) -- The U.S. economy expanded at its fastest clip in six years, the second consecutive quarter that GDP increased after ticking up to 2.2% in the third quarter.
In an advance read on gross domestic product, subject to two more revisions, the Commerce Department said economic growth accelerated to a seasonally adjusted 5.7% annual rate during the fourth quarter. The estimate far outpaced economist's forecasts calling for a 4.7% rise, according to a poll from
. It also marked the economy's best effort since 2003.
The report showed that consumer spending increased by a 2% annual rate in the fourth quarter, slightly slower than the 2.8% increase signaled in the third quarter. The mark added 1.44 percentage points to the overall GDP change.
But an inventory swing was the primary driver in the stronger-than-expected overall showing. Inventories added 3.39 percentage points to GDP, reflecting a slimmer $33.5 billion depletion during the quarter. Businesses shed $139.2 billion from their inventories in the third quarter and $160.2 billion in the second. Because so much of the growth was chiefly attributed to restocking depleted shelves, many may question the sustainability of similar economic growth going forward.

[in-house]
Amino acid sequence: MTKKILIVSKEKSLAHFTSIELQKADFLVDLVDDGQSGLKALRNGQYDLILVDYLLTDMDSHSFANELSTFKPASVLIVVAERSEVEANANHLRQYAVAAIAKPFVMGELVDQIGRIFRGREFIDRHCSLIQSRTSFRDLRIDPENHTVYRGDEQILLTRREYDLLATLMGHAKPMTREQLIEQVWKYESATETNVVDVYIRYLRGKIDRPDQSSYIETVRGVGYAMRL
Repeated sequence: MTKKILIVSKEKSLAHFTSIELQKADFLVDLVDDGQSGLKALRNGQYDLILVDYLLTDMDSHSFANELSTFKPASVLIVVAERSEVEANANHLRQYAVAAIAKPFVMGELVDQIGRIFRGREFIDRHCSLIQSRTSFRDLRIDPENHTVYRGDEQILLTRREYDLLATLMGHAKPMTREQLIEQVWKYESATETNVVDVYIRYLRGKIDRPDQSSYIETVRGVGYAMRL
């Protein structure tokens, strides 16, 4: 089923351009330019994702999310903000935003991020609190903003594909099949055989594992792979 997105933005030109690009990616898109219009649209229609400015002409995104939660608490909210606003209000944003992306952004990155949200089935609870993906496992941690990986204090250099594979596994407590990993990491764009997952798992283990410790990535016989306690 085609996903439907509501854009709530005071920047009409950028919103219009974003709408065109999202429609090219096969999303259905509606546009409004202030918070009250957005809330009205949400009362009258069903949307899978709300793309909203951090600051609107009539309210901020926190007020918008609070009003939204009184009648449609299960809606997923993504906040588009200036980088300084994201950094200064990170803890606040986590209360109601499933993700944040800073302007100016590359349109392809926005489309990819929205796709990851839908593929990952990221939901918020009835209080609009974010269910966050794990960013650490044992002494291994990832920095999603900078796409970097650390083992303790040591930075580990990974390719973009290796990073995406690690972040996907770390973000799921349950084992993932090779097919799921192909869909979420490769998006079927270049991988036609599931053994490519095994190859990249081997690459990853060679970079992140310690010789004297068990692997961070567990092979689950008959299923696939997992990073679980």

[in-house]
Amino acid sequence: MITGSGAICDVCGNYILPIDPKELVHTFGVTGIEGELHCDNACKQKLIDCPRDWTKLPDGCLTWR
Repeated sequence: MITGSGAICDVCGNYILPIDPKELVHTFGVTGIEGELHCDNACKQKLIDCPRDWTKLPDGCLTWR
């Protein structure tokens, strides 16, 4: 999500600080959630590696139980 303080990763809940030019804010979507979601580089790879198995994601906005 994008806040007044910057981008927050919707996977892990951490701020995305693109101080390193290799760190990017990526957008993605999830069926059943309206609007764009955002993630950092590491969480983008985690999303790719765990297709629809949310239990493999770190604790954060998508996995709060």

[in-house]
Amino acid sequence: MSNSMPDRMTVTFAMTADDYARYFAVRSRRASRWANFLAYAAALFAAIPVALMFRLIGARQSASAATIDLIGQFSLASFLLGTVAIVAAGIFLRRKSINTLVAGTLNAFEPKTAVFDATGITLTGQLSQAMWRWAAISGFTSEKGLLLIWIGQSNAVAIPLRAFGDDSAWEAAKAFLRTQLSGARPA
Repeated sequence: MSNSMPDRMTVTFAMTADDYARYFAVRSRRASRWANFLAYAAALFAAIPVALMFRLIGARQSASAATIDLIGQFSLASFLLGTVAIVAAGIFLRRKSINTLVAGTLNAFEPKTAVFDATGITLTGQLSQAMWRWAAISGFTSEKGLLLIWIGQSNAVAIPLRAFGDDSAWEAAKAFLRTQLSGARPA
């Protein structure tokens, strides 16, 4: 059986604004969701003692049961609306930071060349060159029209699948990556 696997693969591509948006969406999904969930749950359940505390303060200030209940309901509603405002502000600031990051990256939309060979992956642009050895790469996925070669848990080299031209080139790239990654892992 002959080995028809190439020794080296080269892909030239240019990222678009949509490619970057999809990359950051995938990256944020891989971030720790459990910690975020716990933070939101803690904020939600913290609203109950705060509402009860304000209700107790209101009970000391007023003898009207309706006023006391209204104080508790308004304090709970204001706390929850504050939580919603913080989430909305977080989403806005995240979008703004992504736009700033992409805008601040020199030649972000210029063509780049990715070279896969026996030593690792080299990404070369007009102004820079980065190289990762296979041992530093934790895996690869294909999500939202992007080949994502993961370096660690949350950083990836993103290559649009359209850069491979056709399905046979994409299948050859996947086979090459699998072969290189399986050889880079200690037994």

Real final sales of domestic product, which offers a read on GDP less the change in inventories, increased 2.2% after registering a 1.5% increase in the third quarter.
Business spending increased 2.9%, while residential investment increased 5.7%.
The price index for gross domestic purchases, which highlights the prices paid by the nation's consumers, also increased by 2.1%. After stripping out potentially volatile food and energy prices, the index went higher by 1.2%.
The next fourth-quarter estimate is due on Feb. 26.
Stocks made gains on the news soon after the opening bell, as the
Dow Jones Industrial Average
added 74 points, or 0.7%, to 10,195.
-- Written by Sung Moss in New York